STV gives you multiple member constituencies, but rather big ones. Some will baulk at huge constituencies, but frankly I couldn’t care less. It will make constituencies a little less partisan and parochial, but also means people can call upon multiple MPs to “help them out” (something I haven’t really understood, because I largely wouldn’t trust an MP to fix anything for anyone in a way that would appear to be neutral). It will mean that all MPs are actually accountable to voters directly. Party lists will not predetermine who gets elected, but voters will. What that really means is voters can remove them as well. STV means voters can rank candidates in preference, just like PV, or can just vote for the party’s list of candidates for a constituency. Candidates who get a majority of votes get elected, just like PV, whereas the remainder get elected based on preferences. In conclusion, I believe STV would be worth voting for. It makes all MPs people elected directly, even if from preferences, rather than MPs selected from lists developed by parties. In other words, voters can remove those they don’t like. It makes electorates important again, but greatly increases their size so that parochialism becomes less important. 

There is one test I haven’t applied. Would it get more Libertarianz candidates elected? Well actually no. I am certain FPP and PV would not help that. SM might, because the threshold for a seat would be only around 3% compared to 5% today. STV I don’t believe would make any real difference to MMP on that front. However, I believe the advantages of STV, more generically, outweigh MMP enough to make it worthwhile of some attention.

Finally, what about the concern of coalitions vs one party government? Frankly I don't care that much. One party government can achieve good or bad, coalitions can as well. What matters is who gets elected. Yes MMP and STV both give the Greens a better chance than SM, PV and FPP, but they do the same to ACT and Libertarianz. I'm not sufficiently enamoured by the two big parties to want to trust them with one party government, besides would Helen Clark have acted any differently had she not been in coalition? I doubt it. So I'm going to say vote for change and vote for STV. If you want preferences, then an honourable second choice would be PV, as it would give constituents a bigger chance to remove MPs they don't like than either MMP or FPP. I'd rank SM in third place, as a way of reducing the threshold for small parties, though it also reduces their influence. Finally, I rank FPP last. I simply don't believe returning to two party politics would help advance freedom any more.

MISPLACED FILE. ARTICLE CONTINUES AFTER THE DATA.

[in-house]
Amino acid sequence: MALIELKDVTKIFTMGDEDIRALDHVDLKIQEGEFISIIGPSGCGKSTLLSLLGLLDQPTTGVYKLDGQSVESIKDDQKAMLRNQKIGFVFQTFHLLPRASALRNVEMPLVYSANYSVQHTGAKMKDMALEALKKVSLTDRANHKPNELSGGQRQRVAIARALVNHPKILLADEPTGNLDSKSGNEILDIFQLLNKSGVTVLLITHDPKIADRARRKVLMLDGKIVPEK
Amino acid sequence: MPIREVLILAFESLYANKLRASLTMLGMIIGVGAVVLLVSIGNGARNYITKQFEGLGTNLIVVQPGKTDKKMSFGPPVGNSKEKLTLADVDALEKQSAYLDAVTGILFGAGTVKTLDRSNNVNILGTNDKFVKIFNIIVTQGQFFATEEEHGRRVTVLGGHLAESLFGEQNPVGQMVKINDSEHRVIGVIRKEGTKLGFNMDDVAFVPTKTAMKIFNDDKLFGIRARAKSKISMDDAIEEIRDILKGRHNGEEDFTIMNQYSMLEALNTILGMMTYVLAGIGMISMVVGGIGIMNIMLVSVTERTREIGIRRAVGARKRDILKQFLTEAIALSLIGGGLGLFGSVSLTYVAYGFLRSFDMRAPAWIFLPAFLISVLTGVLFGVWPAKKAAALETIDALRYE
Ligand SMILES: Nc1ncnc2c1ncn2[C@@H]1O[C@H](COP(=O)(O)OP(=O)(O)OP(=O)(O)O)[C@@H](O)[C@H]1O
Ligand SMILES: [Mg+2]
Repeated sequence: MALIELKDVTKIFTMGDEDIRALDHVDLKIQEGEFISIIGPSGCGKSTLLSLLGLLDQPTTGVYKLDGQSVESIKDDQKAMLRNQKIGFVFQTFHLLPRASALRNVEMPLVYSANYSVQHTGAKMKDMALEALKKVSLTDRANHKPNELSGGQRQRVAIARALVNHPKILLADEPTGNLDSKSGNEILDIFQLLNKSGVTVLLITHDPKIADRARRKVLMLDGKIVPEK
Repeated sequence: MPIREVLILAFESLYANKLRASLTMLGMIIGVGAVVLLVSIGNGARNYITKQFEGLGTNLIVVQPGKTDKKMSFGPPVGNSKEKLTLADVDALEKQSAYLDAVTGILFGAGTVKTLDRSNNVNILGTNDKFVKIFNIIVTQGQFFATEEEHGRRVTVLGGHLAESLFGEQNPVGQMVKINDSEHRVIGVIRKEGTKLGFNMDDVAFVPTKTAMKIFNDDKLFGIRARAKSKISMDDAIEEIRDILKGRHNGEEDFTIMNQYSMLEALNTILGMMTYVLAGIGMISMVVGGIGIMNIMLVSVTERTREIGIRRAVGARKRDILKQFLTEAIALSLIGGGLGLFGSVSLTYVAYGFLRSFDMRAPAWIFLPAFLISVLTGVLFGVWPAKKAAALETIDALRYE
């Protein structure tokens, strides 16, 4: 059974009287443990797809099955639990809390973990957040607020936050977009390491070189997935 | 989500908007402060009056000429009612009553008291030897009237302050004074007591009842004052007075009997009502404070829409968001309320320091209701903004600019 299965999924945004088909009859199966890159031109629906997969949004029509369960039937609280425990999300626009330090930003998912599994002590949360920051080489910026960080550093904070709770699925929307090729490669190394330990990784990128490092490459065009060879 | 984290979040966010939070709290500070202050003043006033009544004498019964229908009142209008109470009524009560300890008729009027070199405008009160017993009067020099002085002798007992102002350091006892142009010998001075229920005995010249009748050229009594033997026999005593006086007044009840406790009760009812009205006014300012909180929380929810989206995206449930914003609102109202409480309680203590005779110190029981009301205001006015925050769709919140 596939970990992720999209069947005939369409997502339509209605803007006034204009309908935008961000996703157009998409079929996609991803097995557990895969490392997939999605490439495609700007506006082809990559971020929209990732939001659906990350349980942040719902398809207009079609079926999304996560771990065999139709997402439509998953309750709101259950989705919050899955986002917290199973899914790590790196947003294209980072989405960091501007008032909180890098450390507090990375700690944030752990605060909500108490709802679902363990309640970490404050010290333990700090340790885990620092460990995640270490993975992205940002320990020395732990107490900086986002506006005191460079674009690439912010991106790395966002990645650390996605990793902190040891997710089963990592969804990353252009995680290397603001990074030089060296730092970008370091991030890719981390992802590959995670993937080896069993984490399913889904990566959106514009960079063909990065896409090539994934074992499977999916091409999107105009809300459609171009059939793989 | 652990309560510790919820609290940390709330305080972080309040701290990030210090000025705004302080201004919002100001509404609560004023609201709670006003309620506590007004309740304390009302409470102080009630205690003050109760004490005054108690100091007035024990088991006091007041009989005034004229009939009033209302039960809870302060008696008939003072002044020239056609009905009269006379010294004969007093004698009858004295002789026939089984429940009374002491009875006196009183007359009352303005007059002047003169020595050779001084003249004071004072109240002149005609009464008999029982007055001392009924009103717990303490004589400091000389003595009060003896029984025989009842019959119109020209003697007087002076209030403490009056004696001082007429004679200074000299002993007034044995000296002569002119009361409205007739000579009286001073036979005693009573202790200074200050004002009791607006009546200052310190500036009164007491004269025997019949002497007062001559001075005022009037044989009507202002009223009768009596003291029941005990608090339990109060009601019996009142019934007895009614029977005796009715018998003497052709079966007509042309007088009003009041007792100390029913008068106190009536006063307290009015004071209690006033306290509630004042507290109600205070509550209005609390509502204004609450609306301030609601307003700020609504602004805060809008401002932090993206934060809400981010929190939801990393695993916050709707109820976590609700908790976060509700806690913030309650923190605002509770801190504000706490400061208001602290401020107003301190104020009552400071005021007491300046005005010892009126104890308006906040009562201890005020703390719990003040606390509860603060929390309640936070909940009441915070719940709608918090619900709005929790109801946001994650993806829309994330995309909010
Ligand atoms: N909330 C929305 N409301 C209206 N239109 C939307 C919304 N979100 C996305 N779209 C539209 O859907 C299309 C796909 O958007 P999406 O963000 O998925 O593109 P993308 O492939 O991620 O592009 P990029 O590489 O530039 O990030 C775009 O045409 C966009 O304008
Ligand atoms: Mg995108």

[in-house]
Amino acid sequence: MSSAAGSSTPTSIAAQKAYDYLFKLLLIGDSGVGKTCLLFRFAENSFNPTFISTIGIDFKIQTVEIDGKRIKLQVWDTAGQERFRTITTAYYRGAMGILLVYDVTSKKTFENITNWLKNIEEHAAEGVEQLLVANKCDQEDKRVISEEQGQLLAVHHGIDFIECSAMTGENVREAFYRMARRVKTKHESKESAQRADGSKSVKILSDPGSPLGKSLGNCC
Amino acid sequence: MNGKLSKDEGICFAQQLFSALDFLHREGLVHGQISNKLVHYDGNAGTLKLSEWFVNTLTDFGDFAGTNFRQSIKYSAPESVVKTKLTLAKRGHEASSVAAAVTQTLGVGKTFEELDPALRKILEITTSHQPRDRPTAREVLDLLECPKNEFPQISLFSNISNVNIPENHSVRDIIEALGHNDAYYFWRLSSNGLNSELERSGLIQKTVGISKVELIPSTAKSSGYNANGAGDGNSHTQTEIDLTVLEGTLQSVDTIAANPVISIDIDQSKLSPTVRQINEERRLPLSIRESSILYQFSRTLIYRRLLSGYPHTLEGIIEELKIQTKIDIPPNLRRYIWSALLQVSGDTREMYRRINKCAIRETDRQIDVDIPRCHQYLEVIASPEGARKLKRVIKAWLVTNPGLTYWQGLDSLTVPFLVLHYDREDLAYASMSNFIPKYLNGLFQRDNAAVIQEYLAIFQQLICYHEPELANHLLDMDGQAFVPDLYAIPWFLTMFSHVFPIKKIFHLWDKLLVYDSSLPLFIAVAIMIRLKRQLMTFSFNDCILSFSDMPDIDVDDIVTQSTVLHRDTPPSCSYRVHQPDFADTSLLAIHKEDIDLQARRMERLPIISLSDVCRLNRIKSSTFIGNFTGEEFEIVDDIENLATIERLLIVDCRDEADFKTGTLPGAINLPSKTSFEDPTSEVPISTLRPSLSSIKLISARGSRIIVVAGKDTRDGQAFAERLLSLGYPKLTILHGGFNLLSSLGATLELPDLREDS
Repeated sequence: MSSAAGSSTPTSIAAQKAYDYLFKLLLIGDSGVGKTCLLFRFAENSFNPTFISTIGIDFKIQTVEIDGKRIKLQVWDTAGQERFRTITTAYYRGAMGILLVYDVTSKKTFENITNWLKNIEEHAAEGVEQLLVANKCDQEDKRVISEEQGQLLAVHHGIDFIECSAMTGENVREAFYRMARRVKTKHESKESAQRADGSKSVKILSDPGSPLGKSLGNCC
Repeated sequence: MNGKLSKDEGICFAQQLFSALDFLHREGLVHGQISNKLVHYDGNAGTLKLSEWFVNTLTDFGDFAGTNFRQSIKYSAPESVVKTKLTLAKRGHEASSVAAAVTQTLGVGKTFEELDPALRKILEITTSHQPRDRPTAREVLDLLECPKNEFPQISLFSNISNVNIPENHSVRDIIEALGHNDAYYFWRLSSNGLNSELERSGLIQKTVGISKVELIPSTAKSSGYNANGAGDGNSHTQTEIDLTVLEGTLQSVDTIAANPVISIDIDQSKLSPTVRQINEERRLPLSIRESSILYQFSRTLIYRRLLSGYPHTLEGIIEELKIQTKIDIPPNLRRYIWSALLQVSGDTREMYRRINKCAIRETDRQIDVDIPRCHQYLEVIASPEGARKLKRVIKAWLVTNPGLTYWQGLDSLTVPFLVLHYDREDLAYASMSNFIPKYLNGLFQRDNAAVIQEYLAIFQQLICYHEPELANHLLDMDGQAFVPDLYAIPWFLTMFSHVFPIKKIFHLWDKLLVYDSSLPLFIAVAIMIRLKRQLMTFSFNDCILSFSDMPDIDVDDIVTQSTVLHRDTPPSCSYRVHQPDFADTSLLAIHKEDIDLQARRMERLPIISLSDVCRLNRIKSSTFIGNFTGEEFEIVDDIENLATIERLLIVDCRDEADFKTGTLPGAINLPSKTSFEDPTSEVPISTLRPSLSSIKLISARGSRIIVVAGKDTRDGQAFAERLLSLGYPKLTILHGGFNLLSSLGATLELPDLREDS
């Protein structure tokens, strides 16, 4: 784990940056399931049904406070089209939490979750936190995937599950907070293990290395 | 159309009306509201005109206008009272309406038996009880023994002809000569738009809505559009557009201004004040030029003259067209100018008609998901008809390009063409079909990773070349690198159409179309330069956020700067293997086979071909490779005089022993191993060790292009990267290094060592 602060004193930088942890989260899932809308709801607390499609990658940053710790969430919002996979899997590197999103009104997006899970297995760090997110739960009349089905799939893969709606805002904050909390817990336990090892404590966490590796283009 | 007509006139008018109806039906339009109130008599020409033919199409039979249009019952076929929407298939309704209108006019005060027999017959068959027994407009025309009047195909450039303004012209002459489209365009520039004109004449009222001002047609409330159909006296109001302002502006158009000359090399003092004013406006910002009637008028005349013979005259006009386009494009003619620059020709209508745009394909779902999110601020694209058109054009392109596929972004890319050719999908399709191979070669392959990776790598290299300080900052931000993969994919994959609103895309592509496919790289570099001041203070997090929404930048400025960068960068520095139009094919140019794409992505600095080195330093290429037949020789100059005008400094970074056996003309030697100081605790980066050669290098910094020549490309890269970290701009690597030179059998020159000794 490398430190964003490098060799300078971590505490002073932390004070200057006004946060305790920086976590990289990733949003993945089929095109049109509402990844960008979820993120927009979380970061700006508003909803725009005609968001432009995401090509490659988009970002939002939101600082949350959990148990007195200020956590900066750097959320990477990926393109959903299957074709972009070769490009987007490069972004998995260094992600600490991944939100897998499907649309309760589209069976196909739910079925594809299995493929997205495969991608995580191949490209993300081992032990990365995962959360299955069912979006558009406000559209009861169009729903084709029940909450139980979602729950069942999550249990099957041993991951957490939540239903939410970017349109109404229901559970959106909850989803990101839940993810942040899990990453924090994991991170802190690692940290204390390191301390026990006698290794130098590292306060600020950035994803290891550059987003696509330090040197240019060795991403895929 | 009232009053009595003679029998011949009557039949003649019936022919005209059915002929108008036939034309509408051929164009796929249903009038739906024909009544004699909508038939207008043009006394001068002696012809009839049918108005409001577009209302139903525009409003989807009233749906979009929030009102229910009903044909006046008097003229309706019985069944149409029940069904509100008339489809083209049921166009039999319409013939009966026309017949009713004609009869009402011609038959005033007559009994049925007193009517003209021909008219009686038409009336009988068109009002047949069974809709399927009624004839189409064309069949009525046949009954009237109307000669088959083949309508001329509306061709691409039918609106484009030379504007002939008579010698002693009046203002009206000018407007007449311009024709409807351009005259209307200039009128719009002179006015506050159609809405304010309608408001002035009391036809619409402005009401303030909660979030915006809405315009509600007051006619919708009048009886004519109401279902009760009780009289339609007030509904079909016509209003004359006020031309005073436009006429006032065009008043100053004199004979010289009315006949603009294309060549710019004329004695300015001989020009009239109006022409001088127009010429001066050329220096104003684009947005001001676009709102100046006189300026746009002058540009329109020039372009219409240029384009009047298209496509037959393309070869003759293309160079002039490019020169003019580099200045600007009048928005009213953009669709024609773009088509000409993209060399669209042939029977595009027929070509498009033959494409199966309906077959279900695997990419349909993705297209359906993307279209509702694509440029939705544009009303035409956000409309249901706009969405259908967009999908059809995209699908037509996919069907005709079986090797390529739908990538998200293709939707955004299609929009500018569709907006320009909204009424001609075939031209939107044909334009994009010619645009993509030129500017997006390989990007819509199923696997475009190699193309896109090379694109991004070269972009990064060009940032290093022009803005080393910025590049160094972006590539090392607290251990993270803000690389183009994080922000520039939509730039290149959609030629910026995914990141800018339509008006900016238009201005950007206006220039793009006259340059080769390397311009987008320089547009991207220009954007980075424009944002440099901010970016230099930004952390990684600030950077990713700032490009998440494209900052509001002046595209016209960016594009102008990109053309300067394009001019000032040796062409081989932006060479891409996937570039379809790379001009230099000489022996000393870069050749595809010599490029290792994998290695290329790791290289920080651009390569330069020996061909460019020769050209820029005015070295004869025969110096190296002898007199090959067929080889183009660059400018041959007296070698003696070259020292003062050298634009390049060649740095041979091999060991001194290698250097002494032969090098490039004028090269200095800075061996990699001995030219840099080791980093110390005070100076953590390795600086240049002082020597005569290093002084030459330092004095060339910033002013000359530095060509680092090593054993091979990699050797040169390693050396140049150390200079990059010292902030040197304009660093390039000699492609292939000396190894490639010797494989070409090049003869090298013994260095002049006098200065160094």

Jeremy Harris said...

Thanks again for your hard work.

Hmmm, I was leaning towards PV but this gives me something to think about, I hadn't understood that STV makes all MPs directly electable. For me in Mt Albert it would mean my electorate vote wouldn't be irrelevant as currently Labour wins year after year...

The Tomahawk Kid said...

Thank you
scott - what a brilliant post. I have been debating whether to vote for ANY of the options in the referendum this year, and was really opposed to giving my TICK to ANY of them for exactly the reasons you mention in your post.
I have come to the conclusion that I do not like MMP because NOBODY gets what they want! parties must COMPROMISE on their policies, to accommodate the others.
I am still unsure how to vote at this stage

Anonymous said...

The real problem isn't the electoral system: it's the franchise.

Any electoral system would yeild good government provide the franchise was restricted to those with at least say $1M in assets, 250k in income, and who had never received benefits or any income ever from any state or crown entity.

That - plus abolishing the unions, really should do the trick, and would ensure MMP, STV, PV, FPP or any other system worked fine.

If we have to retain universal (= bludger) franchise then FPP is by far the best alternative.

Mort said...

death to the scourge that is MMP. It is a pox on all houses

Julian said...

Hmm... Thanks for that Scott. That helped.

P.S. Menschen -> Mencken